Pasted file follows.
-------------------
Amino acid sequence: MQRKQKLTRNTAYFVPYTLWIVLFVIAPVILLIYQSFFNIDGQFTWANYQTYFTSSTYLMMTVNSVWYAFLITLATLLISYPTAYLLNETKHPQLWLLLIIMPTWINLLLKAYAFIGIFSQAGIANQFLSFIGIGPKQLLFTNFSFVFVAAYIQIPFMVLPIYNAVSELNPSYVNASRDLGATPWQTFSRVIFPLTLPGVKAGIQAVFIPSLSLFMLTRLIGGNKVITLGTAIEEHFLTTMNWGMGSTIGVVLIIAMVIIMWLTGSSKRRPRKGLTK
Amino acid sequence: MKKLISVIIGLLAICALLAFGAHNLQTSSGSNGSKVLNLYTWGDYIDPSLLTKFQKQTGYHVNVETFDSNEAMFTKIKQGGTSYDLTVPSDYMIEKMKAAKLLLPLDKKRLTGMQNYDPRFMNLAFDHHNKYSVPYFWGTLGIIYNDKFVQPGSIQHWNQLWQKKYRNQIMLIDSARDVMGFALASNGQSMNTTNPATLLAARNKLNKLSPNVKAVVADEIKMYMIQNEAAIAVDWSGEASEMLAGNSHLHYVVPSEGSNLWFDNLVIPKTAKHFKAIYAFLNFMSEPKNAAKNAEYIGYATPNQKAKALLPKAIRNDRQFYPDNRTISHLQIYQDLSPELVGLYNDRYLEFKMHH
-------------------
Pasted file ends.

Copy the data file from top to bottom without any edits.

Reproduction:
Amino acid sequence: MQRKQKLTRNTAYFVPYTLWIVLFVIAPVILLIYQSFFNIDGQFTWANYQTYFTSSTYLMMTVNSVWYAFLITLATLLISYPTAYLLNETKHPQLWLLLIIMPTWINLLLKAYAFIGIFSQAGIANQFLSFIGIGPKQLLFTNFSFVFVAAYIQIPFMVLPIYNAVSELNPSYVNASRDLGATPWQTFSRVIFPLTLPGVKAGIQAVFIPSLSLFMLTRLIGGNKVITLGTAIEEHFLTTMNWGMGSTIGVVLIIAMVIIMWLTGSSKRRPRKGLTK
Amino acid sequence: MKKLISVIIGLLAICALLAFGAHNLQTSSGSNGSKVLNLYTWGDYIDPSLLTKFQKQTGYHVNVETFDSNEAMFTKIKQGGTSYDLTVPSDYMIEKMKAAKLLLPLDKKRLTGMQNYDPRFMNLAFDHHNKYSVPYFWGTLGIIYNDKFVQPGSIQHWNQLWQKKYRNQIMLIDSARDVMGFALASNGQSMNTTNPATLLAARNKLNKLSPNVKAVVADEIKMYMIQNEAAIAVDWSGEASEMLAGNSHLHYVVPSEGSNLWFDNLVIPKTAKHFKAIYAFLNFMSEPKNAAKNAEYIGYATPNQKAKALLPKAIRNDRQFYPDNRTISHLQIYQDLSPELVGLYNDRYLEFKMHH